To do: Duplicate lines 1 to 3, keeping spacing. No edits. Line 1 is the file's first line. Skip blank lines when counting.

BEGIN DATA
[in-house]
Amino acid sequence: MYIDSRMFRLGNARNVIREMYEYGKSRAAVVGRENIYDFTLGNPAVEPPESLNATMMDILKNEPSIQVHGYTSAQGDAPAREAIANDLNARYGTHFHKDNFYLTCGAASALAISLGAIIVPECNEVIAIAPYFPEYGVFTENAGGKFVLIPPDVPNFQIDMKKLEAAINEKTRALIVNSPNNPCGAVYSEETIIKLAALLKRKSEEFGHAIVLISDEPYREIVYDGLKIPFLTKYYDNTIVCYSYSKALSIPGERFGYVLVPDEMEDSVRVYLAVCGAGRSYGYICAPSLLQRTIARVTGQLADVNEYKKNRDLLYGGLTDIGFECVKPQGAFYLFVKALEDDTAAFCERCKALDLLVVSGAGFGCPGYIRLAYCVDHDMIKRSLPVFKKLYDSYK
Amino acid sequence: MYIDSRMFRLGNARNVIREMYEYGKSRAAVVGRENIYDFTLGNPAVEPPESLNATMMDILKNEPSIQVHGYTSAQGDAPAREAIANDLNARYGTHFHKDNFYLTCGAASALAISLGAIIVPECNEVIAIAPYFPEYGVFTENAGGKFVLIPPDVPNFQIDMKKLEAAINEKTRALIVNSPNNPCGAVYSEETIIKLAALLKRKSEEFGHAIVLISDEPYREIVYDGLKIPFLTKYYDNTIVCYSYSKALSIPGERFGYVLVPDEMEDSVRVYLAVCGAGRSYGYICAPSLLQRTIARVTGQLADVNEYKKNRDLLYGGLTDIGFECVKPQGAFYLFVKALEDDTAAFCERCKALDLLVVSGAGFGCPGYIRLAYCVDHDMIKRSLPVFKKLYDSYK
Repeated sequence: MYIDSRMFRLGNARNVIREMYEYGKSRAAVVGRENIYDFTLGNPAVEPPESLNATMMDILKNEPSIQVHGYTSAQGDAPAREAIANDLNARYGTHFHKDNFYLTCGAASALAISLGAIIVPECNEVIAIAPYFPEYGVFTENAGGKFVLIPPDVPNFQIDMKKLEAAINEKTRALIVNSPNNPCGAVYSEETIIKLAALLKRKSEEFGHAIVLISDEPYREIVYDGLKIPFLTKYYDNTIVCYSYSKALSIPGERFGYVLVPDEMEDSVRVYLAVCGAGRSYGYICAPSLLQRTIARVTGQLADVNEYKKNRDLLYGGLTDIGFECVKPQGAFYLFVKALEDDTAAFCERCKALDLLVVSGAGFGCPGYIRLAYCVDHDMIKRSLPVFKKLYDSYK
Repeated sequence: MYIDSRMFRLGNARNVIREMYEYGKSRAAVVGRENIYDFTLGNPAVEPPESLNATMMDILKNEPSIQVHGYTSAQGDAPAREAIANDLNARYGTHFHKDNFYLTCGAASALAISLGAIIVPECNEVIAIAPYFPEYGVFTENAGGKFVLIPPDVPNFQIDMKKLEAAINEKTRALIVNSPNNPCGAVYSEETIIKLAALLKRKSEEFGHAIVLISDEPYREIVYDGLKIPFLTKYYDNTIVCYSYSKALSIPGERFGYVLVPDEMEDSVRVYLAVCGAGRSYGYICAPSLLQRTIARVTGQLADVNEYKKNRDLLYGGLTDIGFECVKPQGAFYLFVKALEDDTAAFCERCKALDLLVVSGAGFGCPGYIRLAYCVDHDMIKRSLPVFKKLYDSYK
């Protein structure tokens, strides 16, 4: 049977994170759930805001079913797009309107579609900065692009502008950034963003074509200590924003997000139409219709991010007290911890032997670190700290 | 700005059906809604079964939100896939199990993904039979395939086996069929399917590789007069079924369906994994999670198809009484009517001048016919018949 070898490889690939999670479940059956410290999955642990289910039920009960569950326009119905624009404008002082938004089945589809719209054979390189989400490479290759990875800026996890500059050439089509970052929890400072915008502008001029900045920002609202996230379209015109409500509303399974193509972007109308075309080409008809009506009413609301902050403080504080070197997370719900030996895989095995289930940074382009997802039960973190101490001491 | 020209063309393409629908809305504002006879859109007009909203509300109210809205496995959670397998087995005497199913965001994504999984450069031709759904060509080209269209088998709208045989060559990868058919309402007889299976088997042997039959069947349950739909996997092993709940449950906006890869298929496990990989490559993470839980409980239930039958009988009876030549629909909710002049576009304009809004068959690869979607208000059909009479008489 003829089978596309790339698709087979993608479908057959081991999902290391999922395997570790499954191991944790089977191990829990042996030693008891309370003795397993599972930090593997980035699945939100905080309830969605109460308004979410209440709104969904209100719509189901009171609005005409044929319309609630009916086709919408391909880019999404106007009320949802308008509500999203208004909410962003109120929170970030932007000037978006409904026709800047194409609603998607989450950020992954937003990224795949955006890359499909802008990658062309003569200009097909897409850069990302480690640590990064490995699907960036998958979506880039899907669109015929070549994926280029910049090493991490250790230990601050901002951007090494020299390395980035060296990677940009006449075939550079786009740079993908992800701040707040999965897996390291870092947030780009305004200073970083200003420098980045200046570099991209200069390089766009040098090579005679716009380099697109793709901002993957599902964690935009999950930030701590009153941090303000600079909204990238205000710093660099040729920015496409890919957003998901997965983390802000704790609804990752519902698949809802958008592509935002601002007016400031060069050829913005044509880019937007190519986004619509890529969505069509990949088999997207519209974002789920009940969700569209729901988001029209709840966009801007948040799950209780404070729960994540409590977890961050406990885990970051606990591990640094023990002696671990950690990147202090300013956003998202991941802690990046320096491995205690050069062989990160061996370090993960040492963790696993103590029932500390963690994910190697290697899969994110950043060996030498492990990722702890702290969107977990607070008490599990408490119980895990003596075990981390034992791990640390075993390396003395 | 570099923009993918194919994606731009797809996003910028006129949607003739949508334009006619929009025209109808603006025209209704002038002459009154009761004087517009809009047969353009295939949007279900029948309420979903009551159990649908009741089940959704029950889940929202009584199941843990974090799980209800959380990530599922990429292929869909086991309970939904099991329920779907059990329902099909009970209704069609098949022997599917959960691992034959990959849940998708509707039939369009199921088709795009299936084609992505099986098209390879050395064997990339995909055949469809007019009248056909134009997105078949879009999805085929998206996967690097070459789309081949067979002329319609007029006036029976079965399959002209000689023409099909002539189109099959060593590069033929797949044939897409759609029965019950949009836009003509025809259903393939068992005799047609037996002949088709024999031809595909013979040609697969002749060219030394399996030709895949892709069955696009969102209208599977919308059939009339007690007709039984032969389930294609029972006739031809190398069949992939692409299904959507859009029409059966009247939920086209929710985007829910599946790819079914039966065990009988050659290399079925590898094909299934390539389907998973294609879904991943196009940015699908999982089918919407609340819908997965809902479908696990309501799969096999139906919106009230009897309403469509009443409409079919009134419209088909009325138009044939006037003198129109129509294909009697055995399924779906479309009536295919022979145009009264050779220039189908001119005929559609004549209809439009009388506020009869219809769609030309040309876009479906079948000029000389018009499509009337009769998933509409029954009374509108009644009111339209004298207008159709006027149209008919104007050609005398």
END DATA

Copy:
[in-house]
Amino acid sequence: MYIDSRMFRLGNARNVIREMYEYGKSRAAVVGRENIYDFTLGNPAVEPPESLNATMMDILKNEPSIQVHGYTSAQGDAPAREAIANDLNARYGTHFHKDNFYLTCGAASALAISLGAIIVPECNEVIAIAPYFPEYGVFTENAGGKFVLIPPDVPNFQIDMKKLEAAINEKTRALIVNSPNNPCGAVYSEETIIKLAALLKRKSEEFGHAIVLISDEPYREIVYDGLKIPFLTKYYDNTIVCYSYSKALSIPGERFGYVLVPDEMEDSVRVYLAVCGAGRSYGYICAPSLLQRTIARVTGQLADVNEYKKNRDLLYGGLTDIGFECVKPQGAFYLFVKALEDDTAAFCERCKALDLLVVSGAGFGCPGYIRLAYCVDHDMIKRSLPVFKKLYDSYK
Amino acid sequence: MYIDSRMFRLGNARNVIREMYEYGKSRAAVVGRENIYDFTLGNPAVEPPESLNATMMDILKNEPSIQVHGYTSAQGDAPAREAIANDLNARYGTHFHKDNFYLTCGAASALAISLGAIIVPECNEVIAIAPYFPEYGVFTENAGGKFVLIPPDVPNFQIDMKKLEAAINEKTRALIVNSPNNPCGAVYSEETIIKLAALLKRKSEEFGHAIVLISDEPYREIVYDGLKIPFLTKYYDNTIVCYSYSKALSIPGERFGYVLVPDEMEDSVRVYLAVCGAGRSYGYICAPSLLQRTIARVTGQLADVNEYKKNRDLLYGGLTDIGFECVKPQGAFYLFVKALEDDTAAFCERCKALDLLVVSGAGFGCPGYIRLAYCVDHDMIKRSLPVFKKLYDSYK